From Hans Zimmer's MasterClass

Learning by Listening

Hans discusses the importance of learning how to listen and dissect music when it works and doesn't work.

Topics include: How to Listen • Hans's Influences

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Hans discusses the importance of learning how to listen and dissect music when it works and doesn't work.

Topics include: How to Listen • Hans's Influences

Hans Zimmer

Teaches Film Scoring

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I never went to music school. I had my miserable two weeks of piano lessons. But the more I do this, the more I think it really is about learning how to listen. I mean, for all musicians. And I think if you observe musicians working together, but you take it for granted that they can play their instrument, but what happens is that they actually really learned how to listen. And just because that's not so visually obvious, it might be more of a secret. I can orchestrate. I can wield pen and paper and actually come up with a fairly decent orchestration without ever having gone to music school. But I learned that, as a kid, listening into the music, finding the [? balances. ?] But I think if you extend this outwards now, and you sit there with your director and the game I play is hey, tell me the story. I listen to his words, and I listen to the story. But I try to listen beyond it as well. No director ever tells you-- no good director ever attempts to tell you what music to write. So what you're doing as you're trying to figure out, you're trying to listen to the subtext. You're forever listening into the heart of the thing. I think if there's anything I learned is I've learned how to listen better. And, including myself, you're playing something on the keyboard, and you're playing what ostensibly is the wrong note, but it's not, it's gold. It's the opportunity, it's the unlocking of a door to something your fingers weren't going to take you to, and if you don't listen you're going to miss it. Because if you're not listening to the other players you're never going to go and get that impetuous, and you're never going to have a conversation. And at the end of the day I do think it's about communication. And even though I have a big mouth and I find it difficult to keep it shut, when we develop these ideas, when we develop what this thing is, I'm trying to listen beyond the words. You know, I'm trying to not hear the words, I'm trying to hear the tune. Duke Ellington said it best, "There are only two types of music, good music and bad music." But I think if I have to teach somebody something, the only thing I can teach them is whatever that piece is you love, go look at it from many different directions. With me it was odd things like Mahler's second. I was fascinated by that. I mean, I would take that apart for a year. I would just listen to it, and get obsessed with it, and, you know, discover more and more about the process. And I suppose, if you want to, Mahler was one of my teachers, because I learned a lot from it. Later on it was things like Berlioz's Symphonie Fantastique. He's taking you through this tragic love story that goes wild and it goes crazy, and I very quickly realized as well that there was a part in it where he goes to the Dies Irae which is a piece of church music written in 1256. I happened to know this, to other people, a useless fact. If you...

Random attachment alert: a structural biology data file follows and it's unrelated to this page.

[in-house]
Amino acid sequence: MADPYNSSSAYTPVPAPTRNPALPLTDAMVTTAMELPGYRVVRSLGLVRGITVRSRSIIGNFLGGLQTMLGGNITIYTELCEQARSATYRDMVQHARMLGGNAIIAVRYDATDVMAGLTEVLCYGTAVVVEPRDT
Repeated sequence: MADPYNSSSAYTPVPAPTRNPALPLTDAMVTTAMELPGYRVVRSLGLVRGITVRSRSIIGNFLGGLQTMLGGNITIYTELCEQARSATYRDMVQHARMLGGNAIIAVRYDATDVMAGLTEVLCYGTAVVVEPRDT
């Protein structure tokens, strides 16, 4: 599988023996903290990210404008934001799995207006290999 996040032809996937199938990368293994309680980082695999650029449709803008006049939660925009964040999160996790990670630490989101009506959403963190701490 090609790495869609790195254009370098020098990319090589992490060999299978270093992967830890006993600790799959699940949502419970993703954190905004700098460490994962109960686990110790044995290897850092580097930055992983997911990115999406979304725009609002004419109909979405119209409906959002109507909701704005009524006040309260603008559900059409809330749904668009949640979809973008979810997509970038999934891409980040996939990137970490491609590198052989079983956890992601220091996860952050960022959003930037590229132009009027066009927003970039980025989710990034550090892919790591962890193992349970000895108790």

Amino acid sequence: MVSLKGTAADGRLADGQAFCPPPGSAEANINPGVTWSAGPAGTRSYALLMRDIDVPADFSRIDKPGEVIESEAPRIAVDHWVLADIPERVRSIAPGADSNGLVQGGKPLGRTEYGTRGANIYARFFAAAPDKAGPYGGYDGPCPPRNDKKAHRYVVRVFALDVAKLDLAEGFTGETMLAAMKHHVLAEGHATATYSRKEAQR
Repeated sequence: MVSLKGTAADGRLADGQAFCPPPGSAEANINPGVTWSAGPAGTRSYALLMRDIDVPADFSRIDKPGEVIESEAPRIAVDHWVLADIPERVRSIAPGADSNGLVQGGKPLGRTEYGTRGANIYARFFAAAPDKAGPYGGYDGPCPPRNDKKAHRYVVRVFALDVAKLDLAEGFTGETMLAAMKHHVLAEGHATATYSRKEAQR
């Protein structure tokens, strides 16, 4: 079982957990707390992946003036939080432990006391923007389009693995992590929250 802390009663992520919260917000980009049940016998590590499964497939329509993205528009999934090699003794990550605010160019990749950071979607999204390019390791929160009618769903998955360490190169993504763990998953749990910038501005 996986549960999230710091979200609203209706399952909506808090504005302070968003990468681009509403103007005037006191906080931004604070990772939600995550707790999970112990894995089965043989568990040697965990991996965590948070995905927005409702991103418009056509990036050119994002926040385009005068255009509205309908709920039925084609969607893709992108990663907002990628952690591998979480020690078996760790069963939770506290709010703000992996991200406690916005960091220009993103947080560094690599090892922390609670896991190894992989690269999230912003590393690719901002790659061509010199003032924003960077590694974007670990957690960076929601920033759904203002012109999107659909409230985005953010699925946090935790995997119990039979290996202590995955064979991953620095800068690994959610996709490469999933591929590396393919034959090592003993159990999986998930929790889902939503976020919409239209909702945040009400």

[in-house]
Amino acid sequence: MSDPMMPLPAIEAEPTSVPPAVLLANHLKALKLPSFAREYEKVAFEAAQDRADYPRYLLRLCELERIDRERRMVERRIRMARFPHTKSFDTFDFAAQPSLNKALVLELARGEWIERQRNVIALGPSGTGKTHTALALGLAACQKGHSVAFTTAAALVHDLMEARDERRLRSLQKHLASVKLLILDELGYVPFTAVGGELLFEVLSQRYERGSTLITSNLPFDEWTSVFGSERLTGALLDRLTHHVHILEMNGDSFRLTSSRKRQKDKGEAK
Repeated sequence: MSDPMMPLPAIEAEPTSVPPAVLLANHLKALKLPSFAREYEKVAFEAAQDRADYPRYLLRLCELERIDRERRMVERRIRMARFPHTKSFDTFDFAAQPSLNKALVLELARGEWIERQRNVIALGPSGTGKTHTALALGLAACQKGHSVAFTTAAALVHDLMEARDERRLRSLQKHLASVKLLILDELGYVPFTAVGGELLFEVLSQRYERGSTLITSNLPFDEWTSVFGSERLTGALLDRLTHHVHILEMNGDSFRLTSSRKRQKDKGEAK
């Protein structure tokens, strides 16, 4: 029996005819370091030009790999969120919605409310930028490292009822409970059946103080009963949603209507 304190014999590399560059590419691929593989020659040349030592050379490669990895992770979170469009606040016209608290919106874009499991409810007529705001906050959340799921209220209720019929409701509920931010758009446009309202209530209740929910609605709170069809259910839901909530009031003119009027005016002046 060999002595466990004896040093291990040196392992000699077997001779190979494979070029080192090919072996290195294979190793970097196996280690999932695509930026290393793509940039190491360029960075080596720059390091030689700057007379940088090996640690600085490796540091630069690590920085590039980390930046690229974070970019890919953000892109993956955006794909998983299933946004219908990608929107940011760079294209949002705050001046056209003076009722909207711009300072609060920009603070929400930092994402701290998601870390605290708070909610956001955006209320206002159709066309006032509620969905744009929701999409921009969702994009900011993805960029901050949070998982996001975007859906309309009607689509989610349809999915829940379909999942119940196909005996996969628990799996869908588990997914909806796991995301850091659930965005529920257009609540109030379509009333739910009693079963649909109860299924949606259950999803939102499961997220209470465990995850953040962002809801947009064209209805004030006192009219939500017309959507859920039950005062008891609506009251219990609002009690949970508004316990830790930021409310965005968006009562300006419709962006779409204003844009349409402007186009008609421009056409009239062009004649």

Tell a story with music

Hans Zimmer didn’t see a film until he was 12 years old. Since then, he’s scored over 150 films, including Inception, The Lion King, and The Dark Knight. In his MasterClass, the self-taught Academy Award-winner teaches how he creates sounds from nothing, composes compelling character themes, and scores a movie before ever seeing it. By the end, you’ll have everything you need to start film scoring.

Reviews

4.7
Students give MasterClass an average rating of 4.7 out of 5 stars.

Started with deadmau5. Went to Hans. It's Zimmerman to Zimmer. somewhere in the middle is where I find myself. I can apply what I've learned in both, and like deadmau5, I'll be back to go through this very slowly, patiently, and thoughtfully.

Too much to tell ... a story! Great, thank You for SINCERITY !

I learned new ways to approach writing music and how to look at a story. Hans taught us how to work well with directors, musicians, and what to expect when going into the film and music industry. Though I still have many questions, I feel much more confident and knowledgable in film scoring now thanks to this masterclass.

So inspiring! It gets me pumped up creatively!

Comments

Lawrence W.